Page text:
small for the rollers which it drives, it is usual to set the
engine at work a short time before the red-hot iron is ready to
be removed from the furnace to the rollers, and to allow it to
work with great rapidity until the fly has acquired a velocity
rather alarming to those unused to such establishments. On
passing the softened mass of iron through the first groove, the
engine receives a great and very perceptible check; and its speed
is diminished at the next and at each succeeding passage, until
the iron bar is reduced to such a size that the ordinary power of
the engine is sufficient to roll it.

21. The powerful effect of a large flywheel when its force
can be concentrated on a point, was curiously illustrated at one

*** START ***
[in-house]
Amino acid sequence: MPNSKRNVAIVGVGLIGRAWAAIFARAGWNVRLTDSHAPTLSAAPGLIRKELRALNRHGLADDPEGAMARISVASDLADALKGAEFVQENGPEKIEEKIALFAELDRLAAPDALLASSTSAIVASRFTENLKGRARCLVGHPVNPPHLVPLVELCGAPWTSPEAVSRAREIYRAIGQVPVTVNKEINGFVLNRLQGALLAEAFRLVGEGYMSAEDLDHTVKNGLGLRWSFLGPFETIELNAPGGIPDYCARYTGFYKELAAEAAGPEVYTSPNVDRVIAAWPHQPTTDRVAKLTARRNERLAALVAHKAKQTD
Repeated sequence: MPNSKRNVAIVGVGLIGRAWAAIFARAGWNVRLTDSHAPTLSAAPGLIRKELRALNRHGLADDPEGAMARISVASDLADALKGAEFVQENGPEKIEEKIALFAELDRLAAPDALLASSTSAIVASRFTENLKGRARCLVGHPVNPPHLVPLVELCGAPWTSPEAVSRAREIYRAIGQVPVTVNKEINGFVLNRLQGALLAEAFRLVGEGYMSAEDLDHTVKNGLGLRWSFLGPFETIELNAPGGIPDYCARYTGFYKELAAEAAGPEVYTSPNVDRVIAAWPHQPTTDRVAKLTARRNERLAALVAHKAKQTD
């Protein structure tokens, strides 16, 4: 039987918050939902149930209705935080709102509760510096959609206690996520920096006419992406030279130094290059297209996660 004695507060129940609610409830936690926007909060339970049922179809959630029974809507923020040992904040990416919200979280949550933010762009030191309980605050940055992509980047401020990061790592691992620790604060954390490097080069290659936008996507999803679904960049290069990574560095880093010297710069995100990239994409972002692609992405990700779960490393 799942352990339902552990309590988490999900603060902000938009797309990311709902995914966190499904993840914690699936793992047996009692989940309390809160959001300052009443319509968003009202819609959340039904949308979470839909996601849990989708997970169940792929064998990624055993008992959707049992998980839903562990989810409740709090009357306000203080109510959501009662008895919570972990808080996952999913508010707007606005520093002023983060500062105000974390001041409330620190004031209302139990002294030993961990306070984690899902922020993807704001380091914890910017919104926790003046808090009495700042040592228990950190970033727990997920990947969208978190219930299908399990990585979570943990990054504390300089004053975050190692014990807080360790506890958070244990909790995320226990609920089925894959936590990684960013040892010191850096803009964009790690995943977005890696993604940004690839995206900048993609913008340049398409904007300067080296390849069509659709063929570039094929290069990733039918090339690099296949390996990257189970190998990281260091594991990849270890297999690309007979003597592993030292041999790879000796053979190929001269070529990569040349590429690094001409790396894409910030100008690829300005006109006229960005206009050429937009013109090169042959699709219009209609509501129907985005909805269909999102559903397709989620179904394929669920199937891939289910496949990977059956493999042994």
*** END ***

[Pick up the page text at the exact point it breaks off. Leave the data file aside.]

of the largest of our manufactories. The proprietor was shewing
to a friend the method of punching holes in iron plates for the
boilers of steam-engines. He held in his hand a piece of
sheet-iron three-eighths of an inch thick, which he placed under
the punch. Observing, after several holes had been made, that the
punch made its perforations more and more slowly, he called to
the engine-man to know what made the engine work so sluggishly,
when it was found that the flywheel and punching apparatus had
been detached from the steam-engine just at the commencement of
his experiment.

22. Another mode of accumulating power arises from lifting a
weight and then allowing it to fall. A man, even with a heavy
hammer, might strike repeated blows upon the head of a pile